- Torts is a deserving finalist for the Jack Adams trophy, and while I think Ken Hitchcock will ultimately take home the hardware, Torts had a tremendous season that will be a favorite of mine for a long time (or until we win The Cup next season)
- Mid-season grade: A-/Full season grade: A/Playoffs: A
- Unfortunately, the role of the assistant coach is one that takes on many different permutations. Usually, they will run the special teams or defensive unit, and take on various administrative duties for the head coach. Since there is no outright disclosure of exactly what Sully is responsible for in the context of the team, it’s almost like grading blind.
- Sully has had success as both a head coach and an assistant and is apparently in demand for the Calgary Flames vacancy, so someone must see something they like in him. He represents a young, progressive coaching style, which may not be apparent in his limited role under Tortorella.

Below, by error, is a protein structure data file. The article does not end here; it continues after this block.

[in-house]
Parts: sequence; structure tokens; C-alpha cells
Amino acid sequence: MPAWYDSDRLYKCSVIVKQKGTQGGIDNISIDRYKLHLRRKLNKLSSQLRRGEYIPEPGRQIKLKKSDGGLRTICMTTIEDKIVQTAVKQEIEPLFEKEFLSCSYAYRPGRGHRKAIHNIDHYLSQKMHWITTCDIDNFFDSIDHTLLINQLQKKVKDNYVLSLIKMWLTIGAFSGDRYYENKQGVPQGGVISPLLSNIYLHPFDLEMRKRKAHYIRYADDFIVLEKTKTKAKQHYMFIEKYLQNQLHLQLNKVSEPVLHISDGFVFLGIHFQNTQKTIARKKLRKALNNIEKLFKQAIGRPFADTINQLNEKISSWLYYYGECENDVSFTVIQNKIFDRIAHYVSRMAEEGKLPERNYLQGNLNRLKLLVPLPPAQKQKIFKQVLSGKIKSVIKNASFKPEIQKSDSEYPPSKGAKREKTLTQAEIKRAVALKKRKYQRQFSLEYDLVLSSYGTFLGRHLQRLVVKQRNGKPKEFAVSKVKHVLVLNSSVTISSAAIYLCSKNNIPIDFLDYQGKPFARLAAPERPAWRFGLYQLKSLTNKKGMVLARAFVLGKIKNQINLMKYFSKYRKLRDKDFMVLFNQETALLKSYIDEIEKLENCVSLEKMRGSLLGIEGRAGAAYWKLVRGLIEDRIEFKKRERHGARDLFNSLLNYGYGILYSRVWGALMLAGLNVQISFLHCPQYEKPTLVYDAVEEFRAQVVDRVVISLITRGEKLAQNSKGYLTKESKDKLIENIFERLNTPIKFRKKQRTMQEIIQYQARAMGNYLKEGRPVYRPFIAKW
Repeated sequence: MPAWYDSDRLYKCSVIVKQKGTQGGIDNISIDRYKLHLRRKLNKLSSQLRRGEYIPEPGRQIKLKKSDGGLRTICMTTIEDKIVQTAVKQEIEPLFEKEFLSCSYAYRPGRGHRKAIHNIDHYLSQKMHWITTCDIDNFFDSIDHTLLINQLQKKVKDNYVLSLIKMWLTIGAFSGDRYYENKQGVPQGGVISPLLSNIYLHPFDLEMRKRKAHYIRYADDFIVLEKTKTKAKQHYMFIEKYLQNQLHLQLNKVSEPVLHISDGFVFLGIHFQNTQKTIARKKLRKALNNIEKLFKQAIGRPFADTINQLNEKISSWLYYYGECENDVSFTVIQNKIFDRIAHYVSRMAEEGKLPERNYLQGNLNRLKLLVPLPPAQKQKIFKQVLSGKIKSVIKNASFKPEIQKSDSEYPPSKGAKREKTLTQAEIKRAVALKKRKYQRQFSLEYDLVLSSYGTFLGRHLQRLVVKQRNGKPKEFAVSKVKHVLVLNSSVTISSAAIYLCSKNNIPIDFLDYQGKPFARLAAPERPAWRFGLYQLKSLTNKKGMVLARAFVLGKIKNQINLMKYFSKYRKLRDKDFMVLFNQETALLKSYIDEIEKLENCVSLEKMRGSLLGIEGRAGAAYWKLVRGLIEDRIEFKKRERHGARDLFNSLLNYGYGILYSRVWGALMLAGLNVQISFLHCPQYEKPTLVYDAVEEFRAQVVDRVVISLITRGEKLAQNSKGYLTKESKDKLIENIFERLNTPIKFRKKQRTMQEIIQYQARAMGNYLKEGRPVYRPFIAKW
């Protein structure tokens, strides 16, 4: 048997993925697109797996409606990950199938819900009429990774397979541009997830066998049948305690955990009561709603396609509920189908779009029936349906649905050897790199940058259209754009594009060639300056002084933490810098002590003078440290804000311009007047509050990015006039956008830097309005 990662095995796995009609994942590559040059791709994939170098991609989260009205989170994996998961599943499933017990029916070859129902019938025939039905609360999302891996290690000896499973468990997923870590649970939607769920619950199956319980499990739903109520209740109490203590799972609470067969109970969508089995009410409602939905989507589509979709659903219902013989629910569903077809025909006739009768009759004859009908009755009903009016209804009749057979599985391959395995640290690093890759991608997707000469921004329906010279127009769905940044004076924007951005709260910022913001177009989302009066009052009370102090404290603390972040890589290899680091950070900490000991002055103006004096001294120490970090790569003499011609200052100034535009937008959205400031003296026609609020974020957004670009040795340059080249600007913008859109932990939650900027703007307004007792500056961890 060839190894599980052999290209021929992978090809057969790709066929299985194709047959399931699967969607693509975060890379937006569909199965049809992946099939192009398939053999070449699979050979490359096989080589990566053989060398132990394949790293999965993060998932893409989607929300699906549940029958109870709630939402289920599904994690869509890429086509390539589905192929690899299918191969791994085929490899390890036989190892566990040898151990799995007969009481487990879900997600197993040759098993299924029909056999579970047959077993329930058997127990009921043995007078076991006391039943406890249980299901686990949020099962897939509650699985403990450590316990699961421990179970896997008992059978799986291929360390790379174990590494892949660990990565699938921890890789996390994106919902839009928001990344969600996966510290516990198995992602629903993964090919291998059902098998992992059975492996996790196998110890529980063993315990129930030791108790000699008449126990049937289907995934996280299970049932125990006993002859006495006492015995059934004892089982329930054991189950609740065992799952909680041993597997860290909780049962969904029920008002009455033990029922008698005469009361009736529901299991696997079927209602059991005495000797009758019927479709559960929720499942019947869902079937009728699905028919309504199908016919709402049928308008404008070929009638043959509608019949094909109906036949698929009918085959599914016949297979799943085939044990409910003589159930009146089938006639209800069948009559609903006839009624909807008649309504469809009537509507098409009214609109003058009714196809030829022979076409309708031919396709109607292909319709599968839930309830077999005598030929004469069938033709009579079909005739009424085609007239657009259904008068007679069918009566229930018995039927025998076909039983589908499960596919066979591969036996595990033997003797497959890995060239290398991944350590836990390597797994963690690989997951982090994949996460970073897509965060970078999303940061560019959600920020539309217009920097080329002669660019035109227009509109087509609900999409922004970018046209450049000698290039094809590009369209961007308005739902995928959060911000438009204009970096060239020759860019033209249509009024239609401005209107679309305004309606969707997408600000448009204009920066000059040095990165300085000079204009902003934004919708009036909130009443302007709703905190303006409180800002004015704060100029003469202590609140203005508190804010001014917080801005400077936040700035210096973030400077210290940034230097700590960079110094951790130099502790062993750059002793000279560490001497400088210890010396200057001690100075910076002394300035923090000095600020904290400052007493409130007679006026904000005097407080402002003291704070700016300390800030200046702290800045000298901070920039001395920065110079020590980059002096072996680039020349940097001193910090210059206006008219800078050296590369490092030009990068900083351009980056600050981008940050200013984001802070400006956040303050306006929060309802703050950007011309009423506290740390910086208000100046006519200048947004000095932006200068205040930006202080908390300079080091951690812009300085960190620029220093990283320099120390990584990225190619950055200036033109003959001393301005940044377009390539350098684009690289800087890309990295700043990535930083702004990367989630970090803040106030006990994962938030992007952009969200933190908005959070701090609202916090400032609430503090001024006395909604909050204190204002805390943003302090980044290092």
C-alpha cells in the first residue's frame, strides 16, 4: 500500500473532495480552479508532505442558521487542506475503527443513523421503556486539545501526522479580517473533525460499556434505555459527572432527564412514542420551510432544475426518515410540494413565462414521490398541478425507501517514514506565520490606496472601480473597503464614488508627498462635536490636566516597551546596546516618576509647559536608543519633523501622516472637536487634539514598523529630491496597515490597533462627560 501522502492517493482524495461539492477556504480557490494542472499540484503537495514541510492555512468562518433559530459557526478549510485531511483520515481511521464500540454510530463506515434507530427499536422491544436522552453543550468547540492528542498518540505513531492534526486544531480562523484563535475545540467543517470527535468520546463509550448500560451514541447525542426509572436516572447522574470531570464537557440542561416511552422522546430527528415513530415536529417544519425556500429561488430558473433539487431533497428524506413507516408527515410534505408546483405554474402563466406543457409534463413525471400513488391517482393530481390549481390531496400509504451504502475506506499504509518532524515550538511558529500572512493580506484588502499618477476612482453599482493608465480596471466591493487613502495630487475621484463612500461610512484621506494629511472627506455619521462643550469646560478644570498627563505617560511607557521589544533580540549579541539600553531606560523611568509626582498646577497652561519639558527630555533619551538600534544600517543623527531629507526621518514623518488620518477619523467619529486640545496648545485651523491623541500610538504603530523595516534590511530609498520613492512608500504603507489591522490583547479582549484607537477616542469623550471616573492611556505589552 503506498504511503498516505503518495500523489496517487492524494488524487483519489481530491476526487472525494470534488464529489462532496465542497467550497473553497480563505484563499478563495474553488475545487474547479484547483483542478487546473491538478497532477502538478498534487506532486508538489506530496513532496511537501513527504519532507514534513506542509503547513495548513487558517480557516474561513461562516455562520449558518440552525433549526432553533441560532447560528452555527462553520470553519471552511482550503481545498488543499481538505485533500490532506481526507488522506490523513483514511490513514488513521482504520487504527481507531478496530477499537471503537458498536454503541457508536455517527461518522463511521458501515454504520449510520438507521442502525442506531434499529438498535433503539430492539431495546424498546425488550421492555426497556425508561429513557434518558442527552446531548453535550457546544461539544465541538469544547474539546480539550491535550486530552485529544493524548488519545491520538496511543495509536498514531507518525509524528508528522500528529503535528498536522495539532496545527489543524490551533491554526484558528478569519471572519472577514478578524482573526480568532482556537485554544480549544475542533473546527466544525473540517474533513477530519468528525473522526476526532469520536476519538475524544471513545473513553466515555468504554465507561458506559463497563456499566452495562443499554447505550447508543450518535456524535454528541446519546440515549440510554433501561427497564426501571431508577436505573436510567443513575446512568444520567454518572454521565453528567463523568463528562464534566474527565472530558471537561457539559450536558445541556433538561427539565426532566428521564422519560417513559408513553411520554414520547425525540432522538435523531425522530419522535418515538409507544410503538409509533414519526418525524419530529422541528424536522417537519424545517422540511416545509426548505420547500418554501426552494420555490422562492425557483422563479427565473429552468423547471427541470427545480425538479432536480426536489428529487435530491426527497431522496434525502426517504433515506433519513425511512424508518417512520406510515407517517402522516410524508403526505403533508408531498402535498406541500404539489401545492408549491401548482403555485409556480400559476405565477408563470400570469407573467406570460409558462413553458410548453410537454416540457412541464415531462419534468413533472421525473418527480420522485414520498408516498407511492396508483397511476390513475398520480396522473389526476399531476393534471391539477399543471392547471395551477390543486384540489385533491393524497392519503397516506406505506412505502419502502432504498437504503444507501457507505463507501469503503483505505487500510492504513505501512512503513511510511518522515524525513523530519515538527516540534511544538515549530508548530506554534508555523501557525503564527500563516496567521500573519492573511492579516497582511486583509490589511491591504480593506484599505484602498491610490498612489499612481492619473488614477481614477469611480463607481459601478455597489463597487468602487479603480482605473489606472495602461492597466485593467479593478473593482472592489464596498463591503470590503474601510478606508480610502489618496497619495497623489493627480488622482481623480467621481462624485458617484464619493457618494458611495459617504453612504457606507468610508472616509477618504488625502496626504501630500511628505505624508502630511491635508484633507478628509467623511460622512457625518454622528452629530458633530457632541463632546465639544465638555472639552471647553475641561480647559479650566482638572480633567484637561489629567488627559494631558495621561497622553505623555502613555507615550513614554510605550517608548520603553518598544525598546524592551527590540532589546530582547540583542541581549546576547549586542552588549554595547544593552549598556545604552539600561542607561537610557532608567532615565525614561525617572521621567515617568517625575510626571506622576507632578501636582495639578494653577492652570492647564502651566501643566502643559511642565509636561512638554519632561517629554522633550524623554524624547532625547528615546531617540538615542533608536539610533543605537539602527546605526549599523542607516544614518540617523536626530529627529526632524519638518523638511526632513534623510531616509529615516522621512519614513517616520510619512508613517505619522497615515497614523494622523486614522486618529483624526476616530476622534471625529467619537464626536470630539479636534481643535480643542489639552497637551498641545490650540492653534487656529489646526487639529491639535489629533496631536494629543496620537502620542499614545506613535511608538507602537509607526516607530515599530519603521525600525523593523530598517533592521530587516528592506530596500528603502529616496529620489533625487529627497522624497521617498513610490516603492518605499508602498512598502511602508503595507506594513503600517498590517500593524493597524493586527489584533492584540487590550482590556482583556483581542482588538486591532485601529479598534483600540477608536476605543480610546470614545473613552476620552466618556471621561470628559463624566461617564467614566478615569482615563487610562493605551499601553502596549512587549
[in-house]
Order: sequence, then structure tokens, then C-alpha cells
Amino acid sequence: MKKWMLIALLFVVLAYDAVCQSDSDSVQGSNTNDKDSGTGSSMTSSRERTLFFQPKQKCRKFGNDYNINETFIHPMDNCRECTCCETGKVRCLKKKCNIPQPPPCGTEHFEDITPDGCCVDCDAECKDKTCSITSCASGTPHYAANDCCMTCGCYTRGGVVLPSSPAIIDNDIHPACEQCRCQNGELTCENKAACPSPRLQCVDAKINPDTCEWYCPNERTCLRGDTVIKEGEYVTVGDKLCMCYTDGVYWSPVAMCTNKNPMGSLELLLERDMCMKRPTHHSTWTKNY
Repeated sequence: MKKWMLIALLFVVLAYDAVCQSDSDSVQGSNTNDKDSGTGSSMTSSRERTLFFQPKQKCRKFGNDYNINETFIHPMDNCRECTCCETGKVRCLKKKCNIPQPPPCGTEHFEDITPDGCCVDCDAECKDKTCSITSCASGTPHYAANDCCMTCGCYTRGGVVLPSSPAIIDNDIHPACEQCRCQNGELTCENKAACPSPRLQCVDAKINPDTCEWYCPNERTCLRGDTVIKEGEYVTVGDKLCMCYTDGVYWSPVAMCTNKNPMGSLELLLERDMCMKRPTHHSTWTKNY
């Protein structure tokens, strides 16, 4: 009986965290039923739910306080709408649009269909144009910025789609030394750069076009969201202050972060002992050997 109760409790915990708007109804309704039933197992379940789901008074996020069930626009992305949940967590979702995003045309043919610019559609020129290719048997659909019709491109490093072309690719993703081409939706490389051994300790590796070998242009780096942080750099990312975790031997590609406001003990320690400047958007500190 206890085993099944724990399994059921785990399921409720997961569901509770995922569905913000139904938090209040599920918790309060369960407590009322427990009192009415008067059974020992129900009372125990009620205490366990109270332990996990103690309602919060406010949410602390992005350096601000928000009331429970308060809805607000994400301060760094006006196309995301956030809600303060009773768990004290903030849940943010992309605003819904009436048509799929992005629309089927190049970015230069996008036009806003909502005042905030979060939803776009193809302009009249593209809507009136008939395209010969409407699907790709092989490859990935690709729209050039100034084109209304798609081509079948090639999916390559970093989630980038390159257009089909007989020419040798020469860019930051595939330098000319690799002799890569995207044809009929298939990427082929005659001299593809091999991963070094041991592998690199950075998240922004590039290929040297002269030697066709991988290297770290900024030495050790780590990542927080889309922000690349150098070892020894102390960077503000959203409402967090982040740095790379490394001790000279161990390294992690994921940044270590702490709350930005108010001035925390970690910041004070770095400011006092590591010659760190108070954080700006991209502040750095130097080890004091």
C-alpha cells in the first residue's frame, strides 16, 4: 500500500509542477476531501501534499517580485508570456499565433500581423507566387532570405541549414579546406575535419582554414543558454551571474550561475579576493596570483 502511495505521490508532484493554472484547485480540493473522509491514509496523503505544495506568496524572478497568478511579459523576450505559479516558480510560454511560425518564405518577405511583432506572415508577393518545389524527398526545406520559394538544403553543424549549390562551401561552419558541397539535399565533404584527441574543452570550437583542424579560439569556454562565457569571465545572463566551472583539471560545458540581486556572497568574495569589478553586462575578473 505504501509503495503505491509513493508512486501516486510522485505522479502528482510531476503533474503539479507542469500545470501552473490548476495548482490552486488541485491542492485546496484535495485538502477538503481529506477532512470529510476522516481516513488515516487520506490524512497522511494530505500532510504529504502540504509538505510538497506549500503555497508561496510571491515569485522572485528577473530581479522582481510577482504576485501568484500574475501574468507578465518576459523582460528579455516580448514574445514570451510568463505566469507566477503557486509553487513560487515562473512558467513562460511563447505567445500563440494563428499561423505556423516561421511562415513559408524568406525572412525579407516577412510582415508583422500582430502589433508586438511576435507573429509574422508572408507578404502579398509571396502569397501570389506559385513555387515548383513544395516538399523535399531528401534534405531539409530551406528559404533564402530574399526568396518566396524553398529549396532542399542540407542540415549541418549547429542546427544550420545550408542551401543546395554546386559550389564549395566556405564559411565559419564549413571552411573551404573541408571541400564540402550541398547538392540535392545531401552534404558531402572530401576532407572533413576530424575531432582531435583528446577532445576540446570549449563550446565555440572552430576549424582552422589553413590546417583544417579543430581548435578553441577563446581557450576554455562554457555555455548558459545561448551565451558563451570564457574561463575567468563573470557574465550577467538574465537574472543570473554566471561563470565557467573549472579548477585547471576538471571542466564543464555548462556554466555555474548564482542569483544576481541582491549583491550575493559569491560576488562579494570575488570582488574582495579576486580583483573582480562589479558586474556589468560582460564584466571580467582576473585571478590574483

- Since, really, the only tangible gauge of Sully’s performance we have is the powerplay, which was obviously disappointing, its very tough to accurately assess his performance. I’m not going to give him a letter grade specifically, but the power play could definitely use some work, even though he didn’t really have the best personnel for it. He could be on his way out to greener pastures this offseason, so his presence may end up being felt more after his departure, depending on who is hired in his place.